View this table:
Table 1
Figure 1

Distribution of copper in 298 rhodanine-stained liver specimens by disease stage and rhodanine staining grade. NA, not applicable; PBC, primary biliary cirrhosis; PSC, primary sclerosing cholangitis; WD, Wilson disease.

Image 1

Liver explant with cirrhosis in a patient with Wilson disease. A rhodanine stain shows widespread and heavy deposition of copper granules throughout the cirrhotic nodule. This was interpreted as a positive result (grade 3) (rhodanine, ×200).

Image 2

A liver biopsy specimen from a patient with primary biliary cirrhosis, stage 1. A, Histologic sections demonstrate a dense lymphoplasmacytic portal inflammatory infiltrate with a poorly formed noncaseating granulomatous component and lymphocytic cholangitis (H&E, ×40). B, A few isolated copper-positive cells containing small sparse granules are observed in zone 1. This was interpreted as a positive result (grade 1) (rhodanine, ×400).

As expected, WD and CBD accumulated copper in higher grades than other chronic liver diseases. Copper was detected in all cases of WD in which fibrosis (of any degree) had developed. On the other hand, 2 cases of WD without fibrosis had no detectable copper. In addition, the grade of copper deposition increased with disease progression (Figure 1) Image 1. Both in early-stage and late-stage disease, stainable copper was found more frequently in CBD than in other chronic liver diseases (except WD) (stages 1 and 2: 61% vs 3%, stages 3 and 4: 94% vs 59%, respectively) (Figure 1). Overall, 69% (35 of 51) of the PBC samples had stainable copper; in PSC, the rate was 76% (55 of 72). As shown in Figure 1, both the prevalence and the grade of copper deposition increased with increasing stage; 38% of biopsy specimens with stage 1 CBD had stainable copper Image 2 compared with 78% in stage 2, 91% in stage 3, and 100% in cirrhosis. Whereas all livers with biliary cirrhosis accumulated copper, stainable copper was detected in 36% (9 of 25) of livers with nonbiliary cirrhosis (excluding WD).

The 64 patients classified as having venous outflow impairment tended to have cholestatic biochemical profiles. Alkaline phosphatase was elevated in 92% of patients and exceeded 500 U/L in 34%. Serum bilirubin was increased in 78% of patients. Transaminases were increased in 64% of patients but did not exceed 180 U/L in any patient. Despite the biochemical findings, none of 13 livers with acute venous outflow impairment and only 7 of 51 (14%) with chronic venous outflow impairment had stainable copper. Except for a single liver explant from a patient with stage 2 Budd-Chiari syndrome that had focal subcapsular copper deposition in hepatocytes and multinucleated giant cells Image 3, early stages (1 and 2) of venous outflow impairment did not show stainable copper. In contrast, copper was detected in 5 of 13 (38%) specimens with stage 4 disease Image 4.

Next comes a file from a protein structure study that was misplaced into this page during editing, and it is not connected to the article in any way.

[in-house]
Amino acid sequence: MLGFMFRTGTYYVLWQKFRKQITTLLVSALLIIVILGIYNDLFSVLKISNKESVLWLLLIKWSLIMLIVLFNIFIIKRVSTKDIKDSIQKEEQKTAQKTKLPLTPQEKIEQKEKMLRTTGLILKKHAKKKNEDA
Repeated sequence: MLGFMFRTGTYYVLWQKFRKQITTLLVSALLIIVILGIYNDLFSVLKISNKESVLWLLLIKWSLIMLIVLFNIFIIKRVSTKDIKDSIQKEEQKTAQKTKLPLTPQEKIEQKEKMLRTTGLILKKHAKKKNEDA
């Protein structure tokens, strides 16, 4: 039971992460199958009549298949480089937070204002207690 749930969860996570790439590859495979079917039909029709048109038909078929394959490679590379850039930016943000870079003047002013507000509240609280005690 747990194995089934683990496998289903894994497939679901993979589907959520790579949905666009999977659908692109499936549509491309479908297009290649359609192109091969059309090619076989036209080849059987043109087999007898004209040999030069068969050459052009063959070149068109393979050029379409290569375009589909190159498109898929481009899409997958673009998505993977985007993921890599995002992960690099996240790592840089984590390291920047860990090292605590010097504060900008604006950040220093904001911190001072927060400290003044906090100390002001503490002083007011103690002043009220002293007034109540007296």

Histochemical detection of copper can be accomplished with orcein, which reacts with disulphide groups in lysosomal copper complexes.24 Orcein, however, is not specific for copper36; it binds to a lysosomal substance that may or may not contain copper.37 More specific histochemical copper detection can be achieved with Timm silver stain, rhodanine, and rubeanic acid.5,38 Although orcein10,11,39 and Timm silver stain5 have high sensitivity, rhodanine is considered the most reliable among the aforementioned stains, as it gives the most reproducible results and displays a linear relationship with tissue copper levels as determined by atomic absorption spectroscopy.10,38 In contrast to Timm stain,5,16,40,41 rhodanine is also technically simple and fast.42 We use rhodanine in routine clinical practice and chose it for this study.

Venous outflow impairment sometimes masquerades clinically as CBD. Liver biopsy can point to the correct diagnosis in such instances, but histologic overlap with biliary features (portal inflammation and fibrosis, ductular proliferation, and focal lymphocytic cholangitis) can cause diagnostic difficulty.30

CBD is known to accumulate copper due to impaired secretion in bile.2,4,612,15 Hepatic copper levels in advancedstage CBD often exceed 250 mg/100 g of dried liver, some times reaching levels higher than those observed in WD.68 The reported prevalence of histochemically detectable cop per in CBD is extremely variable between different studies, ranging from 3% to 100%.3,4,11,20,25 In contrast, isolated reports indicate that livers with venous outflow impairment do not have excess copper.4,21 Hence, we hypothesized that copper staining could help distinguish between venous outflow impairment and CBD. Our results support this hypothesis in the precirrhotic liver. We found stainable cop per in 73% of liver specimens with CBD but detected no copper in acute large bile duct obstruction. We also found a correlation between both the prevalence and the grade of rhodanine positivity and disease stage. This is similar to previous data suggesting such a correlation.9 CBD was the only condition other than WD in which stainable copper was frequent in early chronic disease. In contrast, acute venous outflow impairment had no stainable copper. Seven of 51 (14%) chronic venous outflow impairment samples were rhodanine positive, but 6 of those had advanced fibrosis, and the 1 exception had a focal and unusual distribution of stainable copper.